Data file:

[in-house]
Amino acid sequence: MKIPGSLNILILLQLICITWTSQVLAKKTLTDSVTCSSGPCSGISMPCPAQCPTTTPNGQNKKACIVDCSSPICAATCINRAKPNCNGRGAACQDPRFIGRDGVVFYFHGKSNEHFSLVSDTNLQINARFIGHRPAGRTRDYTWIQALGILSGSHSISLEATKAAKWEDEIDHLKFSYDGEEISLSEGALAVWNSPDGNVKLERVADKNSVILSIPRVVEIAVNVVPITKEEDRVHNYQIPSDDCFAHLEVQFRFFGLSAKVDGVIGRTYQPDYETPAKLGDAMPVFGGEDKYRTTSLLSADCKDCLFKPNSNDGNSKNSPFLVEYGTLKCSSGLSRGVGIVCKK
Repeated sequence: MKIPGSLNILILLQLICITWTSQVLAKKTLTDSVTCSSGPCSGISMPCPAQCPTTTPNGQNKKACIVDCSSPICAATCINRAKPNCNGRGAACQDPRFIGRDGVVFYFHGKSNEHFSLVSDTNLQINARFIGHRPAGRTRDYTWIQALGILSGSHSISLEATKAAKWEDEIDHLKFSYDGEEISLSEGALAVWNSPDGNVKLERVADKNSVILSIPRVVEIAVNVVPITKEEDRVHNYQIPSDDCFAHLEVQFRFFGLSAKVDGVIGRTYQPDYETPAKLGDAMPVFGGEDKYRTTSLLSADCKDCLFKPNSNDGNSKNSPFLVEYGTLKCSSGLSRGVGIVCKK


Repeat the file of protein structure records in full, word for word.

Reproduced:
[in-house]
Amino acid sequence: MKIPGSLNILILLQLICITWTSQVLAKKTLTDSVTCSSGPCSGISMPCPAQCPTTTPNGQNKKACIVDCSSPICAATCINRAKPNCNGRGAACQDPRFIGRDGVVFYFHGKSNEHFSLVSDTNLQINARFIGHRPAGRTRDYTWIQALGILSGSHSISLEATKAAKWEDEIDHLKFSYDGEEISLSEGALAVWNSPDGNVKLERVADKNSVILSIPRVVEIAVNVVPITKEEDRVHNYQIPSDDCFAHLEVQFRFFGLSAKVDGVIGRTYQPDYETPAKLGDAMPVFGGEDKYRTTSLLSADCKDCLFKPNSNDGNSKNSPFLVEYGTLKCSSGLSRGVGIVCKK
Repeated sequence: MKIPGSLNILILLQLICITWTSQVLAKKTLTDSVTCSSGPCSGISMPCPAQCPTTTPNGQNKKACIVDCSSPICAATCINRAKPNCNGRGAACQDPRFIGRDGVVFYFHGKSNEHFSLVSDTNLQINARFIGHRPAGRTRDYTWIQALGILSGSHSISLEATKAAKWEDEIDHLKFSYDGEEISLSEGALAVWNSPDGNVKLERVADKNSVILSIPRVVEIAVNVVPITKEEDRVHNYQIPSDDCFAHLEVQFRFFGLSAKVDGVIGRTYQPDYETPAKLGDAMPVFGGEDKYRTTSLLSADCKDCLFKPNSNDGNSKNSPFLVEYGTLKCSSGLSRGVGIVCKK